For the first time since the country recovered from its first recession in 25 years, Nigeria’s economic growth slowed in the first quarter of 2018.
On Monday, the National Bureau of Statistics (NBS) said the economy shrank 0.91 percent in the first quarter of 2017. However, the economy grew by 1.95 percent in the first quarter lifted by the oil sector, though there was a slight dip from 2.11 percent year-on-year in the final quarter of 2017, Reuters reported.
Nigeria’s oil-dependent economy was mired in its first recession in over two decades. The recession was triggered mainly by troubles in its oil sector. The fall in global oil prices coincided with a brief resumption in militancy in Nigeria’s oil-rich down south which caused oil production levels to fall to 20-year lows. As a result, Nigeria’s oil revenues fell sharply and, to stem the bleeding, the central bank set up currency controls to conserve its foreign reserves but that spawned a dollar shortage which hit local businesses hard.
In 2017, West Africa’s biggest economy emerged from its first recession in 25 years, expanding 0.55 percent year-on-year according to the National Bureau of Statistics (NBS). The growth was driven by an expansion in oil output as well as steady agricultural growth. Growth rates had been bouncing back since the third quarter of 2016. A data from the NBS in the third quarter of 2017 revealed that the country’s recovery, albeit slow, was on track. It recorded 1.4% growth in the third quarter.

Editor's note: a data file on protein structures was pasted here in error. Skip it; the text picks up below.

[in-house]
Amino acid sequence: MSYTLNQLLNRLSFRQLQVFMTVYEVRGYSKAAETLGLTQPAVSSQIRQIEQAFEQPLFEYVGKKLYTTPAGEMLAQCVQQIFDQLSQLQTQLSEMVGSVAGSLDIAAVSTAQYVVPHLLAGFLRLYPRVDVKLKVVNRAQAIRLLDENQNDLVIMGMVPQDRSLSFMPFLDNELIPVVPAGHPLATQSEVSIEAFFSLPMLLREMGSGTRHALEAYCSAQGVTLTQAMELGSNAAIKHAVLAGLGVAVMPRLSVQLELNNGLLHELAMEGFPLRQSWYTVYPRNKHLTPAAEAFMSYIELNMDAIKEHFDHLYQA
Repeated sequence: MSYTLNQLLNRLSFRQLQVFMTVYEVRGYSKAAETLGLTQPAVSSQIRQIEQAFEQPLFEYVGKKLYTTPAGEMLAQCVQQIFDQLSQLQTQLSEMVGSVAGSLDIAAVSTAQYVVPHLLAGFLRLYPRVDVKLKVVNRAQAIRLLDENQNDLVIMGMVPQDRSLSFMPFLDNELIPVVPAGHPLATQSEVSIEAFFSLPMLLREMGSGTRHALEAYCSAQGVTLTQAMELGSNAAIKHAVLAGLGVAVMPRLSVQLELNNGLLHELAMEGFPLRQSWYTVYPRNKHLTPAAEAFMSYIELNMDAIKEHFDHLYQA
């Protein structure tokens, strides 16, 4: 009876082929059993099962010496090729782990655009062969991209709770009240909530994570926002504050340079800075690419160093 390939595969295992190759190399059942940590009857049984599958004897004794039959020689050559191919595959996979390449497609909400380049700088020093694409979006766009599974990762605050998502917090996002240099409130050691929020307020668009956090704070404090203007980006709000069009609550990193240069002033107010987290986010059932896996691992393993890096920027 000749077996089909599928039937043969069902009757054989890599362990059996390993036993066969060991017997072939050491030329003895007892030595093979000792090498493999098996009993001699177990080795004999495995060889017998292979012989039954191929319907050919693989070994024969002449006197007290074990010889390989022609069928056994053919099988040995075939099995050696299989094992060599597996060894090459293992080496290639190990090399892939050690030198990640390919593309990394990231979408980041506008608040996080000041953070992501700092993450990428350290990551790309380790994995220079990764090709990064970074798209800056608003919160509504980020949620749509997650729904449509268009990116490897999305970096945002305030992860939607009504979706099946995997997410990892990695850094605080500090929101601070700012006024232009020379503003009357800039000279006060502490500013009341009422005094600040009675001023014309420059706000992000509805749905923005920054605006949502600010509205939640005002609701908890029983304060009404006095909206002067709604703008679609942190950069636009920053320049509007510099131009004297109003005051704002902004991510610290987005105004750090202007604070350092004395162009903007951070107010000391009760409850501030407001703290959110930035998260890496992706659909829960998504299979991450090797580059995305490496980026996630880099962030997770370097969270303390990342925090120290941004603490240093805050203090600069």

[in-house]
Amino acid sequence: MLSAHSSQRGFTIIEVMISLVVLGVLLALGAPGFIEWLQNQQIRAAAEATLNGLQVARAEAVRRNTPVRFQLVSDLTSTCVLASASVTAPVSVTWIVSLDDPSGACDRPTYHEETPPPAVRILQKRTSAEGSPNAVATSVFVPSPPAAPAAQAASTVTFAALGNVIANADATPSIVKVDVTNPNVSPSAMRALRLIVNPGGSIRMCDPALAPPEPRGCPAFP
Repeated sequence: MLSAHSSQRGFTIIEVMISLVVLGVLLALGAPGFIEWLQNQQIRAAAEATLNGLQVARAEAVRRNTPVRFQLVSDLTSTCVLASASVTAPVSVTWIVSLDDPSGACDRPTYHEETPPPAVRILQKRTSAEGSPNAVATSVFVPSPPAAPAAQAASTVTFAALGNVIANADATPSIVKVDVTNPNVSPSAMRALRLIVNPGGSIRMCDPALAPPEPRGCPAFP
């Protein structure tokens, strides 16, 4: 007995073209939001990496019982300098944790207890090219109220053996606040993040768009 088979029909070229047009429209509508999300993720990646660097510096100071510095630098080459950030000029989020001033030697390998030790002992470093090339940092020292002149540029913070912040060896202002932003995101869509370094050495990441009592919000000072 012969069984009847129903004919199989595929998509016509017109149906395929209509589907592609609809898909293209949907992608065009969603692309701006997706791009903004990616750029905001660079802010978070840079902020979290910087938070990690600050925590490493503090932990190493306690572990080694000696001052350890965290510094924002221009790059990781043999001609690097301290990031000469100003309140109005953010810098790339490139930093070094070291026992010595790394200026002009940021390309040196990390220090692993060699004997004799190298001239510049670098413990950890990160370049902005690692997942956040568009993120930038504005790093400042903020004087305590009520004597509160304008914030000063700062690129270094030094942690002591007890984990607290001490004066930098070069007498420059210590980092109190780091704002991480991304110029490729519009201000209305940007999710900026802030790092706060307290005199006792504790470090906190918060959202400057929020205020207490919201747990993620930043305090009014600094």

Meanwhile, according to World Bank’s bi-annual economic update released on Tuesday, 2 May, “the unemployment and underemployment rates increased in 2017; poverty is estimated to have increased, and spatial fragmentation and limited connections also hurt welfare and prospects for poverty reduction.” Economists expressed concern at the sluggish recovery, noting that it failed to drive a strong rebound in overall economic growth.
The Nigerian Senate on Wednesday passed a 9.12 trillion naira ($29.8 billion) budget for 2018. The budget will be used to spur growth in the West African country’s economy and will cover the duration of nine months before the country’s imminent presidential election scheduled for next year.
President Muhammadu Buhari’s administration has spent much of the last three years since he came to office championing the idea that for Africa’s largest economy to have any hope of making meaningful progress, it needs to diversify from its reliance on oil. Much of the efforts in ensuring that the dream of diversification comes to pass have not yielded results.
In the first quarter of this year, the oil sector increased 14.77 percent in the period, higher than the non-oil sector, which rose 0.76 percent from January to March, while oil production was at 2 million barrels per day, up from 1.95 million in the previous quarter, the NBS said.